Most professional wedding photographers are not thrilled when someone brings up mirrorless cameras. I understand – the concept is relatively new, and there may be some distrust towards these cameras’ performance. Especially in demanding conditions such as shooting a wedding. But an example by Kevin Mullins proves them wrong. He shot an entire wedding with a Fujifilm X-Pro2 and published a video which may break down misconceptions.
Sales of photographic film have been steadily rising over the last few years, with professionals and amateurs alike rediscovering the artistic control offered by manual processes and the creative satisfaction of a physical end product
In the early 2000s, the world of photography changed forever. Though digital cameras had been widespread since the mid-1990s, the technology did not produce sufficiently high-quality results for professional and serious amateur photographers.
Photo colarization is a thing. We want to look at color photos, but we only had black and white film a few decades ago, so there is a gap to fulfill. I guess our kids will want to hologrimize our colored photos when they grow up, but this is another story).
Up till now, colorizing has been an intense and laborious process taking hours of work from skilled artists. A new algorithm from Algorithmia wants to change that. Algorithmia released a new cloud platform that takes in a black and white photo and spits out a colorized version of it. The idea is that you can instantly create a color photo from an old black and white print of say Dear Aunt Daisy.
I’ve never been a massive fan of the whole “Fix it in Photoshop” (or Lightroom, in this case) mentality, but it does undoubtedly offer its benefits, especially when the conditions under which you’re able to get the shot may be out of your control.
In this video from Swiss landscape photographer and YouTuber, YuriFineart, we see a technique that allows us to go from a simple snapshot into something a little more interesting.
File this under non-essential-but-interesting news.
Reports are coming out that Instagram is potentially looking at implementing a black and white design throughout the entirety of their application. [Read more…]
There’s no way around it, our world is dominated by electronic devices. In these days of the super computers in our pockets we call cellphones, as well as tablets, smart watches and the countless other gadgets which make up the Internet of Things, one mother is taking things back to basics.
In an ongoing project, New Zealand photographer Niki Boon has been documenting the almost technology-free lives of her four children in a stunning black and white photography series, Childhood in the Raw.
I’ve always had a lot of fun challenging myself with creative and/or technical limitations. Like giving myself a photo assignment to spend the day or even an entire vacation with a certain camera/lens combination and a limited shooting style, like to shoot only macro or only black and white, etc. It usually makes me work harder to get the shots, but more importantly, I often come home with photos I probably wouldn’t have if I had taken my best equipment and approached shooting in my usual way. And who knows, what if through an exercise of self-imposed creative or technical limitations, I accidentally “stumble on a style”?! Which is exactly what happened to me and why I’m suggesting you try it yourself!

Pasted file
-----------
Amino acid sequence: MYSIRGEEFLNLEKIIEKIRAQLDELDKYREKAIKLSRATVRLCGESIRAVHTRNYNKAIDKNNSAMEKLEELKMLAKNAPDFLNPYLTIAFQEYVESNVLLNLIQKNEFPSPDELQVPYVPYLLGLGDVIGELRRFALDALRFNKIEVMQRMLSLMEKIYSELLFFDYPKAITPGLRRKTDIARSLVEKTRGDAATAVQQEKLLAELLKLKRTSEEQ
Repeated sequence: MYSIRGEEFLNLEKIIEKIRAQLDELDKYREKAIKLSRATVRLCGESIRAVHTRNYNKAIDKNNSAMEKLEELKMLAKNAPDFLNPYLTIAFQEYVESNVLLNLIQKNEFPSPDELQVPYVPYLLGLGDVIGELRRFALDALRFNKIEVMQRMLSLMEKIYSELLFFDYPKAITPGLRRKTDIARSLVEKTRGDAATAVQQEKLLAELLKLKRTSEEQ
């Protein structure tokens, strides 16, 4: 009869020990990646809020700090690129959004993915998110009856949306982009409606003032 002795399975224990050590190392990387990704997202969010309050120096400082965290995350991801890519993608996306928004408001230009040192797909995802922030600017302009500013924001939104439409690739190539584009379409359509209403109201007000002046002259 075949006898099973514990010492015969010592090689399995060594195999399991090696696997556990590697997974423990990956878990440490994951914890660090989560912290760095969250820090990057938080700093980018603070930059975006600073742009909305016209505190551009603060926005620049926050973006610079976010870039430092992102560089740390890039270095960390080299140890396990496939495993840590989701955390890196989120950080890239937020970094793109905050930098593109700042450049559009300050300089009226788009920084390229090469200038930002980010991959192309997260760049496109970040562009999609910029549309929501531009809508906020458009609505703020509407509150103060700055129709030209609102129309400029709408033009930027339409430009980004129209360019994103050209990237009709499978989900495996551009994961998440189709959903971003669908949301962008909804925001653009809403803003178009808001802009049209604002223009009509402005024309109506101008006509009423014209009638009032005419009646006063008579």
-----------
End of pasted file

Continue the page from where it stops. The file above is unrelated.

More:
This technique is inspired by what was possible way back using film, by exposing the same position of the roll for several times. Doing this, enabled re-exposing the dark parts of a film to a new light. (assuming they were dark and unexposed on the first exposure). Of course doing this well, required lots of film and lots of patience.
With Photoshop, this technique is not expensive anymore and has infinite possibilities. The idea is very similar: overlay a second image on the dark parts of a first one.
This is how it’s done:
What if I told you that the photo above is actually not a black and white photo, it is in full color and it is your brains which is limiting you from seeing it in all its glory? Of course this is not actually the case, this photo is black and white, but this trick can make you see it in full color and explain how human color perception works in the process. hit the jump and follow the instruction in the film.
Colorizing monochrome photographs is nothing new. In fact, photographers were hand-coloring photos as far back as the 1800s. But, one of my gripes has always been how artificial and “flat” the images always looked. Even with Photoshop, many people seem content to just slap a single color over an area and call their work done, but color in the real world is not so simple.
Retoucher Joaquin Villaverde released an excellent video of a digital restoration and coloring of an old, damaged photograph in which he restored the image to its former glory and then brought it to life with meticulous color, yielding a beautiful end result.